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Common Real Estate Terms

Here are some of the most common real estate-related terms. If you run across others you don’t understand, ask your attorney; he or she is your best source of thorough explanations.

Appraisal: A report made by a certified or licensed expert that states an opinion of the fair market value and quality of the property, following a personal visit and examination of the property.

Bill of Sale: An instrument conveying title to personal property.

Closing (Settlement): A meeting of the parties to the transaction at which the legal (“closing”) documents (e.g. deed, note, mortgage, affidavits) are executed and funds disbursed in accordance with the terms of the sales contract or loan commitment.

Commitment Letter: A written agreement in which the lender agrees to lend money if the borrower meets certain conditions.

Deed: The formal written document which transfers real property ownership rights from the seller to the buyer. It should contain an accurate, specific legal description of the property and is delivered at closing.

Escrow (impound): Money that is set aside so that the lender can pay taxes; hazard, flood, and mortgage insurance; and other special costs connected with owning property.

Foreclosure: When the lender gets a judgment ordering a public sale of the property to pay off the loan, because the borrower has defaulted on the mortgage payments.

Hidden Defect: Any claim on a property that does not appear in the public records, for example, an unknown heir or an unrecorded municipal utility lien.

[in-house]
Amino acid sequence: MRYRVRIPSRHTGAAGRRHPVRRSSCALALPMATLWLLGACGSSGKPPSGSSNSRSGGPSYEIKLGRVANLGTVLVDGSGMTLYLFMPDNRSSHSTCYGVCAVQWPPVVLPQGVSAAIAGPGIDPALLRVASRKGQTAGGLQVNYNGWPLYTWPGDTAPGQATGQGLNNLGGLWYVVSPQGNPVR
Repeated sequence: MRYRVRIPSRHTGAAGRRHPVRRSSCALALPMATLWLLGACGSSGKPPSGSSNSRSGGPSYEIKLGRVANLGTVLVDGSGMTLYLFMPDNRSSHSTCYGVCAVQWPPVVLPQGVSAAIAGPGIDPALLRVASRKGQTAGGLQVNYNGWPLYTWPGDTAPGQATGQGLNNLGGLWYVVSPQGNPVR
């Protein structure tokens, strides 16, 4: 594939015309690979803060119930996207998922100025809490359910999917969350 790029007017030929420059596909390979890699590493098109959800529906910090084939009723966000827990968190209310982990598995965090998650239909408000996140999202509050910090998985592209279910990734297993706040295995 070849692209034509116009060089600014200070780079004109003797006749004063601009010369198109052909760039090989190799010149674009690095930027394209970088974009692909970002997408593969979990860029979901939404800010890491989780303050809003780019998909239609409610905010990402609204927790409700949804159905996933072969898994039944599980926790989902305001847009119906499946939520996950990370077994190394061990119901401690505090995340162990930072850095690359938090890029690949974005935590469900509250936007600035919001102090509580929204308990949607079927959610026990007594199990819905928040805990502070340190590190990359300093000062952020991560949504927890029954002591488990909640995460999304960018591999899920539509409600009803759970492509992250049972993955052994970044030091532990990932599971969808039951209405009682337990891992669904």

Inspection: Examination of a property to see that it meets the standards of the contract, of the lender, and of the buyer.

Lien: A legal claim on the property that acts as a security for the payment of a debt. If the debt is not repaid as promised, the lender or the lien holder can foreclose its claim on the property and force a public sale to pay the debt.

Marketable Title: Property is said to have marketable title when the title, or rights to a property, has no problems or only minor problems that any well-informed and prudent buyer would accept.

Mortgage: A document that places a lien on property. The lender holds the lien as security for the money borrowed.

Mortgagee Policy: A title insurance policy issued to the lender. It protects the lender for the amount of the mortgage loan.

Owner’s Policy: A title insurance policy issued to a property’s owner; it protects the owner’s equity against hidden title defects.

Purchase Contract: A contract in which the buyer agrees to purchase specific property and the seller agrees to sell under stated conditions. Also called a sales contract, a binder, or an earnest money contract.

Survey: A procedure whereby land is located and measured and its boundaries are verified by a registered land surveyor.

Title: Title can refer to two things: 1) The rights of ownership and possession of a particular property; 2) The document that shows evidence of those rights.

Title Agency: Similar to other insurance agents, a title agency is authorized to issue title policies and prepare documents in connection with transactions for which it issues policies. Staff members of the title agency do not represent either party and cannot give legal advice.

Title Defect: Any legal right to a property claimed by a person other than the owner. Examples include unpaid real estate taxes or claims to the property such as those of an unknown heir.

Title Examination: An examination of legal documents located in public records which affect property to determine that a property’s seller is the legal owner.

Title Insurance: A type of insurance that protects the policyholder against loss sustained through title defects.

A type of insurance that protects the policyholder against loss sustained through title defects.

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